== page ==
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Discussion in 'Thumpers' started by Gregster, Jul 6, 2007.
Thanks buddy was afraid of that.
As always great info with reply. Will check that out as the one on the aussie site was $45nz
Thanks for the suggestions guys, but I don't know if I'm going to try and mess with a custom spring set on this front end. I have a set of XR600R forks sitting in the basement that actually have such parts available for them. I'm going to see how much it would cost to get them rebuilt and shortened to the XL length.
Use the XR forks as is, and add an XR reservoir shock and all will be well. I have an extra one if you need it. i did that on my XL, only I used XR400 forks instead and I am quite happy with it.
Here's a good link from thumpertalk on the topic of XR suspension for our XLs. May have been posted, but it seems like a popular topic. I've got most of the stuff to make the switch on my '85, except time.
I have a feeling that this thing will be super tall with the full XR treatment. A little extra height would be ok, but those forks are whole 1 and a half inch longer than stock XL, that and the shock is something like an inch longer. That's quite the jack up. If I was a trail rider sure, but I'm an urban dweller and I don't know about riding around town on what would be something like a 36" seat height.
I'd be able to see much further above traffic though. I could coordinate traffic lights from miles off into the distance.
My seat height is higher than stock, but with a 32" inseam I can touch the ground with both feet on the balls of my feet. You get used to the height pretty quickly and adapt. No way I would go back now.
Those Hagon springs are only $121..... Its tempting lol
What spring weights do they have available?
IDK but they have to be better than stock.
Those probably wont work because the bike they list has a different fork. The XL600LM and XL600RM have 41mm forks instead of that stupid 39mm front end that we got.
Lol, Indeed. The US version and I know Italy, maybe a handful of other countries got shafted with this 39mm front end. It's obviously a weak front fork setup for a dual sport bike, which I'm willing to deal with because I'm not that interested in mucking about with a fork swap, but realizing that it's such an odd ball front end that you can't find aftermarket parts to improve it, or even service it with things like new bushings etc, I'm almost ready to throw in the towel on these forks. With a XR600 front end you can get all the parts in the world, everyone sells a service kit, springs, etc. Even the 41mm XR250R forks are about the same length as stock XL and you can get a bunch parts for them as well.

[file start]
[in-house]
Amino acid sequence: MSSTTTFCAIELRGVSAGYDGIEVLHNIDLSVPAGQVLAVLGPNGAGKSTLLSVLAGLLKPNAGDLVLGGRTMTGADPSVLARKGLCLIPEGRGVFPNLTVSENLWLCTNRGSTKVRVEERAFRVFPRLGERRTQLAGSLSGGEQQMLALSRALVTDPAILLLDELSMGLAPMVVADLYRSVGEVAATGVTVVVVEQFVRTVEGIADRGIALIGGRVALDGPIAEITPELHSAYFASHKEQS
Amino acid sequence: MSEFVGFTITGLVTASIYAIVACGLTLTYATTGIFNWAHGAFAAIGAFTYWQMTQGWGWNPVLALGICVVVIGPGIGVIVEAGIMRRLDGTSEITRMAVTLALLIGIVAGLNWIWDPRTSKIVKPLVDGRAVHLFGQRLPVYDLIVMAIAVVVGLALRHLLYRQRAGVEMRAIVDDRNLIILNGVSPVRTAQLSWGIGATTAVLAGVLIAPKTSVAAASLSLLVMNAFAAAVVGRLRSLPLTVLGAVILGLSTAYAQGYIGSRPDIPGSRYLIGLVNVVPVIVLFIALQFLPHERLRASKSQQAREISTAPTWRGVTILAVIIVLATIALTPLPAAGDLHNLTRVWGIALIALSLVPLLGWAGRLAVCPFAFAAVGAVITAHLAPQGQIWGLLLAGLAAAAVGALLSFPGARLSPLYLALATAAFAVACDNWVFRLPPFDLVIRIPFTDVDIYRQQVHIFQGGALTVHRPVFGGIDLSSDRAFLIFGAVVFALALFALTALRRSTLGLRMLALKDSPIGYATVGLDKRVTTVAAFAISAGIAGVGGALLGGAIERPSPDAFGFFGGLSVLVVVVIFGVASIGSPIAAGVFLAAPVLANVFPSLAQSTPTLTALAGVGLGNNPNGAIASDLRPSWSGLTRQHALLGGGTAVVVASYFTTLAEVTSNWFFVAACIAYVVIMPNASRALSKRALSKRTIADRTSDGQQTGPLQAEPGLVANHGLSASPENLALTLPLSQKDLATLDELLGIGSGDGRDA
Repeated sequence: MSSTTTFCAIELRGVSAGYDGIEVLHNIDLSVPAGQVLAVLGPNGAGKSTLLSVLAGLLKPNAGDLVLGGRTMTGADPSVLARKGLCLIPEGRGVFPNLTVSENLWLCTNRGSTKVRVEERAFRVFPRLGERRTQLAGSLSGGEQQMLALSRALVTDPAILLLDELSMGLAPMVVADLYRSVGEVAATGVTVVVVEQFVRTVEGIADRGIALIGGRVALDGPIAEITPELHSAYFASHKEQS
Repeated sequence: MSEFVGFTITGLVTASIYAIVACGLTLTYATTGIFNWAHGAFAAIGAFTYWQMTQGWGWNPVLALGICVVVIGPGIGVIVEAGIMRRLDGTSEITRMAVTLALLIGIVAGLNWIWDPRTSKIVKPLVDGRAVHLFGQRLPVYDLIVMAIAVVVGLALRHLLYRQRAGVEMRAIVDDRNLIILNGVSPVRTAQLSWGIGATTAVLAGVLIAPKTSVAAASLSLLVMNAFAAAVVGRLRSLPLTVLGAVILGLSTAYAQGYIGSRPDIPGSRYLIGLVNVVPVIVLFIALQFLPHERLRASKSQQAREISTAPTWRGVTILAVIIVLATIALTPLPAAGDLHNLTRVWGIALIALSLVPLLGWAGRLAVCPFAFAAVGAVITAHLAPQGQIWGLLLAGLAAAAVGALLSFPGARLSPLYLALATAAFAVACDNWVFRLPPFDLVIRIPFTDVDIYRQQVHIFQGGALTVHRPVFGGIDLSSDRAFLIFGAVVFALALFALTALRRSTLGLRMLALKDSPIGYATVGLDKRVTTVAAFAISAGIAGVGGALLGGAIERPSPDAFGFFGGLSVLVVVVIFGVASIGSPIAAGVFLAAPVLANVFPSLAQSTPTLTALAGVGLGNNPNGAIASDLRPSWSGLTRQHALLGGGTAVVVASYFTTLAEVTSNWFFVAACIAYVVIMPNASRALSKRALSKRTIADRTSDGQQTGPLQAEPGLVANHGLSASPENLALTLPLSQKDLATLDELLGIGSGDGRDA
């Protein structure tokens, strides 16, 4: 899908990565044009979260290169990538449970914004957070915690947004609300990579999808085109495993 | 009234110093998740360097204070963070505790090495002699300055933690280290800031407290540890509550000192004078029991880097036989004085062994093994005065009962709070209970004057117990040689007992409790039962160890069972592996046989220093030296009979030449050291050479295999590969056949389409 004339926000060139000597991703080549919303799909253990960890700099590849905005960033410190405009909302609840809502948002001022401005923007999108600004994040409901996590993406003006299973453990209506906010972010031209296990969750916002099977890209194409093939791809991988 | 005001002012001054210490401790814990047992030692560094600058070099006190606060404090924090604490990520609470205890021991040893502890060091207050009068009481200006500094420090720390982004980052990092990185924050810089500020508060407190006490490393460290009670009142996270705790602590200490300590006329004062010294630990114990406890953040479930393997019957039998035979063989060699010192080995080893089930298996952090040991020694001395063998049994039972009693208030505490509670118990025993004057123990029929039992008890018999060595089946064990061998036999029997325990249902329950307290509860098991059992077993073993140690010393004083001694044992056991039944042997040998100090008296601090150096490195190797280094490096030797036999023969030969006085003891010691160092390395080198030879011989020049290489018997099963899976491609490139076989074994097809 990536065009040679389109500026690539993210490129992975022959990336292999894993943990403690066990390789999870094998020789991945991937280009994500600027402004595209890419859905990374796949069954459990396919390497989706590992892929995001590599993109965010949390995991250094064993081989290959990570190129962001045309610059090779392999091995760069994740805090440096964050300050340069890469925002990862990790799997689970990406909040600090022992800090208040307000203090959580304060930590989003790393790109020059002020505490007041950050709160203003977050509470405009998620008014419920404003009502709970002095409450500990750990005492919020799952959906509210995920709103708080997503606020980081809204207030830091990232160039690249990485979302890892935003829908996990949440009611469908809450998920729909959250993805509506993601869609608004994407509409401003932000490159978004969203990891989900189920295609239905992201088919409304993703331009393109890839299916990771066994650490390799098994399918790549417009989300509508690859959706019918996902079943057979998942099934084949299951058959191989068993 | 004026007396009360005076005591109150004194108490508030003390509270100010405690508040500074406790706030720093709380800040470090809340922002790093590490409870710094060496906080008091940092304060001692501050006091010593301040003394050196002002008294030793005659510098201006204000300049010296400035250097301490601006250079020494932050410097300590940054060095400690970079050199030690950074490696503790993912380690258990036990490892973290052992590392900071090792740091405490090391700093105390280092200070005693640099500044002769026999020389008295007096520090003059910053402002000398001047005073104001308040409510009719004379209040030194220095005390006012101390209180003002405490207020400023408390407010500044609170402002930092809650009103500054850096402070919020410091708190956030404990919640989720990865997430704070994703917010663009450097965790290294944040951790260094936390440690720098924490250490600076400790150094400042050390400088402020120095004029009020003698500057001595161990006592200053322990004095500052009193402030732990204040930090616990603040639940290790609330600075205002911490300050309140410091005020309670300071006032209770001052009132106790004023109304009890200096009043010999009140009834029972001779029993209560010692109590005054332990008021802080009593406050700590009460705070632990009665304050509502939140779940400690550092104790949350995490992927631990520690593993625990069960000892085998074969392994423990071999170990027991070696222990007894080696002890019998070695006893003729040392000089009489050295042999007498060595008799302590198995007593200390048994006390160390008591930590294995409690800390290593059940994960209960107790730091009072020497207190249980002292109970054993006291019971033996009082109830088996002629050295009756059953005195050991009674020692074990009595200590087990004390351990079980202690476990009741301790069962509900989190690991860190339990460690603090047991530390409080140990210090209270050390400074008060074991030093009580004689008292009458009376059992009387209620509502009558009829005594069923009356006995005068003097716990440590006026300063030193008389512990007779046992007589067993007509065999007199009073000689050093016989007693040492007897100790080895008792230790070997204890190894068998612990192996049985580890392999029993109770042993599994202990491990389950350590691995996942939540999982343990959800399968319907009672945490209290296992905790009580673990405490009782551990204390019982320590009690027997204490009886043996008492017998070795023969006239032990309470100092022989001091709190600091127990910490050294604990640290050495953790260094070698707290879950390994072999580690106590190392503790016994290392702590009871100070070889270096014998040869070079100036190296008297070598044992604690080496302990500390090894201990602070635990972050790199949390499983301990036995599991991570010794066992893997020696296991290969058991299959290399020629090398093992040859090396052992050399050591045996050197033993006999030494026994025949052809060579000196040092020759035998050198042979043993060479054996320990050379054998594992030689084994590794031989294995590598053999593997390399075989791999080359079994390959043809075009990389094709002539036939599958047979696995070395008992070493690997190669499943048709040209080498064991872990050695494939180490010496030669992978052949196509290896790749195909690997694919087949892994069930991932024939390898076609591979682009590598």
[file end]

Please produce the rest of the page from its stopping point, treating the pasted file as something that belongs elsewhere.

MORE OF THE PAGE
TL;DR A fork swap on the XL600R is almost a decision of necessity out of practicality, rather than a performance upgrade.
So I'm thinking about buying a local XL600R. The bike has under 5k miles claimed, and looks like new. What things should I look for on the bike before buying it. Is $1,500 a good price for a bike like this? If I buy it, do you recommend I take the entire bike apart, including the engine and inspect it before a long trip, or just take off and wing it? I need to make a 2,500 mile trip soon, lightly packed. It's an '83 model.
So I got some time to mess with my brakes last night, bleed it out no problem right?
I spent 2 hour trying and trying, but still have nothing. Worked fine before the brake line swap.
The only thing I can think of is that the inner diameter of the banjo I used for the master cylinder is bigger than the threaded fitting of the stock line.
I used a vacuum pump and must have put half a bottle through the system and absolutely no pressure...none
The only thing I can think of doing is getting a new banjo for an xr650 or 400 and see if that works
Open the master cylinder and take the fluid out of it. At the bottom of the master should be a clear plastic cover. Get an ice pick and pop it out. Now you should see two very small holes. Operate the brake lever and see if both are open. If not get a needle and poke the holes to remove the debris. Refill the master and see if pressure returns.
Sorry I've taken so long to answer your question...
I've wanted to take a special picture to illustrate the answer, but I keep forgetting to bring my camera to the shop. Now, I am on a little family-visit-vacation (in San Fran!), so I have time to answer, but of course being here, I REALLY can't take a picture!
So anyway.... what I did was take a piece of 1" x 1" angle and cut off one of the "legs" of the angle material everywhere except the middle six inches or so (the remaining 6 inches of "leg" material is where the cooler actually attaches). I then put gentle bends in the "single-leg" sections of material in order to reach the two mounting points that I'd selected, which are the upper bolt-hole of the lower-front engine mount, and the mounting point for the wire-clip that holds the main wiring bundle as it passes from the steering stem area under the tank towards the CDI. I know that's a mouthful, and hopefully this picture (which I am recycling from my build thread) illustrates it a bit better than a bunch of words:
If you look, you can see the mount bracket I am talking about.
I used Stainless Steel, as I usually do, because I think it is the king of metals (well, the king of the common metals anyway). Steel rusts, paint is temporary; aluminum definitely has it's place, but it's weak. I love stainless.
Thanks for the trouble of posting the oil cooler. I to love stainless.
Hello, just putthe new stator on. The bike started, but what a bad noise under the valves cover. I posted the following video on you tube. Any Advice?
That sounds like a noisy timing chain. The only cure is replacement.